• Majorero
  • Ibores
  • Clochette
  • Mothais-sur-feuille
  • Valencay
  • Fleur Verte
  • Ekte Gjetost
  • Sainte-Maure de Touraine

Seed Spices (used often in many dishes around the world)

  • Cumin
  • Nutmeg
  • Coriander
  • Celery
  • Yellow Mustard
  • Annatto
  • Green Cardamon
  • Fenugreek
  • Star Anise
  • Fennel
  • Caraway









Different Types of the Same Fruit and Veggies You Didn’t Know Existed

Did you know there are many different varieties of the same vegetable and fruit we rarely get to see in grocery stores and farmer markets that we could use in our cooking, baking and in their raw form? It’s pretty amazing to know there is a lot more out there than what we’ve been typically using and what we are familiar with.

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Beets – great for making soups, smoothies, salads, stir fry

  • Red (the one you probably know about and the most common)
  • White
  • Chioggia
  • Golden
  • Bulls Blood
  • Champagne

Mangos – great to eat raw or in salads, salsa, soups, smoothies, drinks

  • Keitt (the one you probably see most often in grocery stores)
  • Alphonso
  • Tommy Atkins
  • Ataulfo
  • Francique
  • Banganpalli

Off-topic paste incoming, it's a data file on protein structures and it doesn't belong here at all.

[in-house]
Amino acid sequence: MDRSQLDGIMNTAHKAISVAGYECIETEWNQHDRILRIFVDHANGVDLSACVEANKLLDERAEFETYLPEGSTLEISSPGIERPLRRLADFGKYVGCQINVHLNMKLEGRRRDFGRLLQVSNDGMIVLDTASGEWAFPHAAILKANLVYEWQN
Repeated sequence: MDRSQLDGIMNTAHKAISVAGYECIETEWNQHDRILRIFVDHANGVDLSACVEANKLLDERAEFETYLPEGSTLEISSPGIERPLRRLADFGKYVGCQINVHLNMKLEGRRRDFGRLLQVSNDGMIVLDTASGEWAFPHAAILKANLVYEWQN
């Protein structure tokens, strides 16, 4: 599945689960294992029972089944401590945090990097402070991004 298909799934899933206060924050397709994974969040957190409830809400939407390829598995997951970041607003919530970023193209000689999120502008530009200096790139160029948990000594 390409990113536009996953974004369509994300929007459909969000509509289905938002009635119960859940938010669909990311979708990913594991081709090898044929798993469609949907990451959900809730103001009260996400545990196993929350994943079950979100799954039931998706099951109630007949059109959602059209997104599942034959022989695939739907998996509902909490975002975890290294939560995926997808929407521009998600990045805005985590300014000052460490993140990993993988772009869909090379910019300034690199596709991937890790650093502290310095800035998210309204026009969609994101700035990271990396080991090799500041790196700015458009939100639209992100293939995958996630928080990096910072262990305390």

• Mancurad

Limes – perfect for stews and salsa, garnish for beverages, fish, chicken, beef

  • Sweet (common)
  • Key (common)
  • Persian
  • Kaffir
  • Limequat
  • Blood
  • Finger

Hybrid Citrus – juice, smoothies, shakes, garnish

  • Grapefruits (common)
  • Mandarinquats
  • Ojai Pixie Tangerines
  • Tangelos
  • Uniq Fruits
  • Calamondins
  • Meyer Lemons
  • Oro Blancos

Winter squashes – soups, stews, stir fry, sauteed

  • Spaghetti (common)
  • Butternut (common)
  • Acorn (common)
  • Sugar Pumpkin
  • Carnival
  • Kabocha
  • Turban
  • Delicata
  • Sweet Meat
  • Blue Hubbard

Pears – great to be eaten raw or made into a jam, sauce, garnish

  • Concorde (common)
  • Warren
  • Yali
  • Shingo
  • Fragrant
  • Starkrimson
  • 20th Century

Taproots – perfect for eating raw or made into soups, stews, stir fry, sauteed, baked, mashed

  • Radish
  • Turnip
  • Beet
  • Parsnip
  • Celery Root
  • Carrot
  • Rutabaga
  • Burdock
  • Jicama

Cherries – great to be eaten raw, pie, baking, compote, garnish

  • Rainier
  • Montmorency
  • Bing
  • Balaton
  • North Star
  • Van
  • Sweetheart
  • Skeena
  • Early Richmond





5 Foods that Help Fight PMS and 3 Foods that Make it Worse

Every woman reacts differently right before their period – some get weepy and cry, others become angry and impatient and some say they aren’t affected whatsoever – whatever the case may be, if you are feeling a little different than usual a week to a few days before your period you can help offset the imbalance by eating certain foods.

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5 Foods that help fight PMS

1. Greek Yogurt – calcium rich and probiotics ease the tummy of any pain during this month as well as keep the yeast in your vagina balanced

2. Almonds – Nuts especially almonds are jam packed with vitamin e and help alleviate pms symptoms

3. Pumpkin Seeds – magnesium helps with bloating which can make us feel sluggish, tired and irritated